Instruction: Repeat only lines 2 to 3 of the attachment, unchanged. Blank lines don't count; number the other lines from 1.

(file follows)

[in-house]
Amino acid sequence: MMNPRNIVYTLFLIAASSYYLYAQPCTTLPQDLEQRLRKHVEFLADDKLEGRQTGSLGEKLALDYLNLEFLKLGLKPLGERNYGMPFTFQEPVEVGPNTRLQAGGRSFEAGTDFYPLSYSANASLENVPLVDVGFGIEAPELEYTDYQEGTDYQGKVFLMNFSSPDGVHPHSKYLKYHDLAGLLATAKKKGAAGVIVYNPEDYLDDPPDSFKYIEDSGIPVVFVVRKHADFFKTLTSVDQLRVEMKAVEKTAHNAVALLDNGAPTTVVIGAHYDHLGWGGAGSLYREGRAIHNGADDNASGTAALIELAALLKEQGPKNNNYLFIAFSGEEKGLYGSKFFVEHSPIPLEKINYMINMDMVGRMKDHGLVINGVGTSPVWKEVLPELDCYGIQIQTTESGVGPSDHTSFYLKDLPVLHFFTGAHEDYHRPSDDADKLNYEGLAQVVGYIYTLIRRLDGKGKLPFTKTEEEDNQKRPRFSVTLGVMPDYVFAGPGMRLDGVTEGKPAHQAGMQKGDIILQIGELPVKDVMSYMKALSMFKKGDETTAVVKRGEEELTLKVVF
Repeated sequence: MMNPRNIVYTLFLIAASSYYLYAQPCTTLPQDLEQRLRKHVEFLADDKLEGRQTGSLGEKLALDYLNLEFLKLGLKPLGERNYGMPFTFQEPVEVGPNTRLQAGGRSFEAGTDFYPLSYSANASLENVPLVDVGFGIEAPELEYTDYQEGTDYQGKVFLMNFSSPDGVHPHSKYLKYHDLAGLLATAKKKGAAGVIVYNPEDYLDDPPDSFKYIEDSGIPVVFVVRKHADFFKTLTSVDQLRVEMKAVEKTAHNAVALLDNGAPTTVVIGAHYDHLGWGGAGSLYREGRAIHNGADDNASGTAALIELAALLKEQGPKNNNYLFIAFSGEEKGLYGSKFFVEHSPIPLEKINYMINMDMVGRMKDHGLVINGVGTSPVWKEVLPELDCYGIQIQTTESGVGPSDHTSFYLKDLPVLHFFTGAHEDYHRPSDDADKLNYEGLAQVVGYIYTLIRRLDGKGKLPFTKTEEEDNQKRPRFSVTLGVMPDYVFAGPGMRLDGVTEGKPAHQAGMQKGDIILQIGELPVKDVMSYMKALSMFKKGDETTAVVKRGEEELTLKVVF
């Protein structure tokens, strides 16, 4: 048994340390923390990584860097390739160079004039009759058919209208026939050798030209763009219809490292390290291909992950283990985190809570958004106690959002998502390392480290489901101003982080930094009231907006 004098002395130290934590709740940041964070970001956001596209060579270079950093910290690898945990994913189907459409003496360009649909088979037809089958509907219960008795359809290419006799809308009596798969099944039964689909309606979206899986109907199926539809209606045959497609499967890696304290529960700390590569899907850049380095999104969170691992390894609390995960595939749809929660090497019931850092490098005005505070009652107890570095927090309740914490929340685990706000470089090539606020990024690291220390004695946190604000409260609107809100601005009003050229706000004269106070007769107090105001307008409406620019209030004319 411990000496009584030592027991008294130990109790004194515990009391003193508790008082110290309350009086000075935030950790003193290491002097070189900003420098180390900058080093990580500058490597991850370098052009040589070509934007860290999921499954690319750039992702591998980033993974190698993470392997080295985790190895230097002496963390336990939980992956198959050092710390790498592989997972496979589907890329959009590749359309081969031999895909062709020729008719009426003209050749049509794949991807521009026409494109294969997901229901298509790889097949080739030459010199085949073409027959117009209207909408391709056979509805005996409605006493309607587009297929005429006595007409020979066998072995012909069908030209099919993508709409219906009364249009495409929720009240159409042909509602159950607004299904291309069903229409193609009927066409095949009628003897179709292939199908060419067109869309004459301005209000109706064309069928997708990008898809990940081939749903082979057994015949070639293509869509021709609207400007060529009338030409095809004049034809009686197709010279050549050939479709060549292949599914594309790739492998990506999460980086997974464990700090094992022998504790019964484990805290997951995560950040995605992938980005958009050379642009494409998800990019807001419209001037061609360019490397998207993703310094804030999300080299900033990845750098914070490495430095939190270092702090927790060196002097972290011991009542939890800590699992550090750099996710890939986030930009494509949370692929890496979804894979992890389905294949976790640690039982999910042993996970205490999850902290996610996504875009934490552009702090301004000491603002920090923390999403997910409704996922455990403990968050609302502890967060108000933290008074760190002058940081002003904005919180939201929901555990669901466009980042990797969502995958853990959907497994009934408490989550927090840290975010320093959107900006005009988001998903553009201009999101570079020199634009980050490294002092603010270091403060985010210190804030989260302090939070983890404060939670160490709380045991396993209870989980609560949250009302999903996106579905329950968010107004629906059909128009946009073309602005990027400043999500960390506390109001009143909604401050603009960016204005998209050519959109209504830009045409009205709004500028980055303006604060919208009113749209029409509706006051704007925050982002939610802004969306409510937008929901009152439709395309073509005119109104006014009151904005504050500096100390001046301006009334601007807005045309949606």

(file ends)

Amino acid sequence: MMNPRNIVYTLFLIAASSYYLYAQPCTTLPQDLEQRLRKHVEFLADDKLEGRQTGSLGEKLALDYLNLEFLKLGLKPLGERNYGMPFTFQEPVEVGPNTRLQAGGRSFEAGTDFYPLSYSANASLENVPLVDVGFGIEAPELEYTDYQEGTDYQGKVFLMNFSSPDGVHPHSKYLKYHDLAGLLATAKKKGAAGVIVYNPEDYLDDPPDSFKYIEDSGIPVVFVVRKHADFFKTLTSVDQLRVEMKAVEKTAHNAVALLDNGAPTTVVIGAHYDHLGWGGAGSLYREGRAIHNGADDNASGTAALIELAALLKEQGPKNNNYLFIAFSGEEKGLYGSKFFVEHSPIPLEKINYMINMDMVGRMKDHGLVINGVGTSPVWKEVLPELDCYGIQIQTTESGVGPSDHTSFYLKDLPVLHFFTGAHEDYHRPSDDADKLNYEGLAQVVGYIYTLIRRLDGKGKLPFTKTEEEDNQKRPRFSVTLGVMPDYVFAGPGMRLDGVTEGKPAHQAGMQKGDIILQIGELPVKDVMSYMKALSMFKKGDETTAVVKRGEEELTLKVVF
Repeated sequence: MMNPRNIVYTLFLIAASSYYLYAQPCTTLPQDLEQRLRKHVEFLADDKLEGRQTGSLGEKLALDYLNLEFLKLGLKPLGERNYGMPFTFQEPVEVGPNTRLQAGGRSFEAGTDFYPLSYSANASLENVPLVDVGFGIEAPELEYTDYQEGTDYQGKVFLMNFSSPDGVHPHSKYLKYHDLAGLLATAKKKGAAGVIVYNPEDYLDDPPDSFKYIEDSGIPVVFVVRKHADFFKTLTSVDQLRVEMKAVEKTAHNAVALLDNGAPTTVVIGAHYDHLGWGGAGSLYREGRAIHNGADDNASGTAALIELAALLKEQGPKNNNYLFIAFSGEEKGLYGSKFFVEHSPIPLEKINYMINMDMVGRMKDHGLVINGVGTSPVWKEVLPELDCYGIQIQTTESGVGPSDHTSFYLKDLPVLHFFTGAHEDYHRPSDDADKLNYEGLAQVVGYIYTLIRRLDGKGKLPFTKTEEEDNQKRPRFSVTLGVMPDYVFAGPGMRLDGVTEGKPAHQAGMQKGDIILQIGELPVKDVMSYMKALSMFKKGDETTAVVKRGEEELTLKVVF